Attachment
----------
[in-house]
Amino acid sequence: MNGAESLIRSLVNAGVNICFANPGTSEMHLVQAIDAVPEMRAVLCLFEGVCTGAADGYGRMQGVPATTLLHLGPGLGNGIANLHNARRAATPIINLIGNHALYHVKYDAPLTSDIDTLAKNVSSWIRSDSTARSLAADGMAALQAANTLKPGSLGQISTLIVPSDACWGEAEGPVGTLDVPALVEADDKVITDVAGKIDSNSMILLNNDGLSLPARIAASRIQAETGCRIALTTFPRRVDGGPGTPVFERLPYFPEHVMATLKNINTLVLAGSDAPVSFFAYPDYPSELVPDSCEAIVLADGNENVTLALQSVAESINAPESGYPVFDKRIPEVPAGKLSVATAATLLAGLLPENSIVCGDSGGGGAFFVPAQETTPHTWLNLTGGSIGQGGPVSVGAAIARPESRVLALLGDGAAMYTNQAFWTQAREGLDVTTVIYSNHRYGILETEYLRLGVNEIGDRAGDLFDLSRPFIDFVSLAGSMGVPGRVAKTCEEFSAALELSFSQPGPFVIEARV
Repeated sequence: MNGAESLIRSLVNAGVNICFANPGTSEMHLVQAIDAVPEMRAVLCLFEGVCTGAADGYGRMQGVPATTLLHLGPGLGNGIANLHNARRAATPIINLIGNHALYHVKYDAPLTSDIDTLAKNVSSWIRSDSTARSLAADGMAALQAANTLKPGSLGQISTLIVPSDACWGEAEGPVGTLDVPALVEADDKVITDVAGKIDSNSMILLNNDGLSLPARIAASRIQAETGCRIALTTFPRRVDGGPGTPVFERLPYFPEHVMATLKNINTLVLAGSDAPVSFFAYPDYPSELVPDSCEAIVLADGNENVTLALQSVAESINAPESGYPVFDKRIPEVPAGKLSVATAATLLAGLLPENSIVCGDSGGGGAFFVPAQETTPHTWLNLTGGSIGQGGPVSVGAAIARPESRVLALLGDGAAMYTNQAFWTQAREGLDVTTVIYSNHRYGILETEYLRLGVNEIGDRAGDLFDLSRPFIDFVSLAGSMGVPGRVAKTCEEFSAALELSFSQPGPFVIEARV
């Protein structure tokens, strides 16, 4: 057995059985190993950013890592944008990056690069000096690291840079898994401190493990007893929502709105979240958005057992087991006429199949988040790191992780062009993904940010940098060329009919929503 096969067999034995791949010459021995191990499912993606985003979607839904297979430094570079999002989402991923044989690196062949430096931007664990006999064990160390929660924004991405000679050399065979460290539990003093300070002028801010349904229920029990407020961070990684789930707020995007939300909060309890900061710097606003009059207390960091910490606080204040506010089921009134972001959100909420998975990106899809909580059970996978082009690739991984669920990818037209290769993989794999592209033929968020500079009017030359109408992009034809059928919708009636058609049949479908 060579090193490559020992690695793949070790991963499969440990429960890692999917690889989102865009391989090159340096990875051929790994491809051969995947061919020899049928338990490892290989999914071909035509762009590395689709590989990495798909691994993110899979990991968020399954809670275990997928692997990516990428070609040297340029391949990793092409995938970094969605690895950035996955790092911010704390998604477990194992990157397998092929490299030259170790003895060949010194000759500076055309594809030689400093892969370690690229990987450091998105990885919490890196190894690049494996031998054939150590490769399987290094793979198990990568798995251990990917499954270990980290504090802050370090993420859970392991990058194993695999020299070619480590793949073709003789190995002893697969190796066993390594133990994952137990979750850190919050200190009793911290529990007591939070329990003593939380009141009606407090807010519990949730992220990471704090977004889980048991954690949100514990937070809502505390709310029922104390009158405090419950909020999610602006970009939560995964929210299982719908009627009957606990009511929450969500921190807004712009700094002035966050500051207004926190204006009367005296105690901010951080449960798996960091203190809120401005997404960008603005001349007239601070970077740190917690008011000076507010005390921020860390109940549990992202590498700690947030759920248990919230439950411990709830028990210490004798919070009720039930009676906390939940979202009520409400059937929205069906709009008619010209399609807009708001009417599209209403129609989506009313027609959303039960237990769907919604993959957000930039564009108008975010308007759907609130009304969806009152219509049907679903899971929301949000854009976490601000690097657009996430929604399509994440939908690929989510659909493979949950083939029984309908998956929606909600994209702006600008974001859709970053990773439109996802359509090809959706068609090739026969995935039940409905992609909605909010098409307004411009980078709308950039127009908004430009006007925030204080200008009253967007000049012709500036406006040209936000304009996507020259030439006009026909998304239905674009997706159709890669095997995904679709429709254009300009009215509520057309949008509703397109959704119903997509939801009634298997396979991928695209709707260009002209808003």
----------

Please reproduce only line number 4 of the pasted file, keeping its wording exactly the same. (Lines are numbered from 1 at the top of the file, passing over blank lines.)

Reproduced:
């Protein structure tokens, strides 16, 4: 057995059985190993950013890592944008990056690069000096690291840079898994401190493990007893929502709105979240958005057992087991006429199949988040790191992780062009993904940010940098060329009919929503 096969067999034995791949010459021995191990499912993606985003979607839904297979430094570079999002989402991923044989690196062949430096931007664990006999064990160390929660924004991405000679050399065979460290539990003093300070002028801010349904229920029990407020961070990684789930707020995007939300909060309890900061710097606003009059207390960091910490606080204040506010089921009134972001959100909420998975990106899809909580059970996978082009690739991984669920990818037209290769993989794999592209033929968020500079009017030359109408992009034809059928919708009636058609049949479908 060579090193490559020992690695793949070790991963499969440990429960890692999917690889989102865009391989090159340096990875051929790994491809051969995947061919020899049928338990490892290989999914071909035509762009590395689709590989990495798909691994993110899979990991968020399954809670275990997928692997990516990428070609040297340029391949990793092409995938970094969605690895950035996955790092911010704390998604477990194992990157397998092929490299030259170790003895060949010194000759500076055309594809030689400093892969370690690229990987450091998105990885919490890196190894690049494996031998054939150590490769399987290094793979198990990568798995251990990917499954270990980290504090802050370090993420859970392991990058194993695999020299070619480590793949073709003789190995002893697969190796066993390594133990994952137990979750850190919050200190009793911290529990007591939070329990003593939380009141009606407090807010519990949730992220990471704090977004889980048991954690949100514990937070809502505390709310029922104390009158405090419950909020999610602006970009939560995964929210299982719908009627009957606990009511929450969500921190807004712009700094002035966050500051207004926190204006009367005296105690901010951080449960798996960091203190809120401005997404960008603005001349007239601070970077740190917690008011000076507010005390921020860390109940549990992202590498700690947030759920248990919230439950411990709830028990210490004798919070009720039930009676906390939940979202009520409400059937929205069906709009008619010209399609807009708001009417599209209403129609989506009313027609959303039960237990769907919604993959957000930039564009108008975010308007759907609130009304969806009152219509049907679903899971929301949000854009976490601000690097657009996430929604399509994440939908690929989510659909493979949950083939029984309908998956929606909600994209702006600008974001859709970053990773439109996802359509090809959706068609090739026969995935039940409905992609909605909010098409307004411009980078709308950039127009908004430009006007925030204080200008009253967007000049012709500036406006040209936000304009996507020259030439006009026909998304239905674009997706159709890669095997995904679709429709254009300009009215509520057309949008509703397109959704119903997509939801009634298997396979991928695209709707260009002209808003």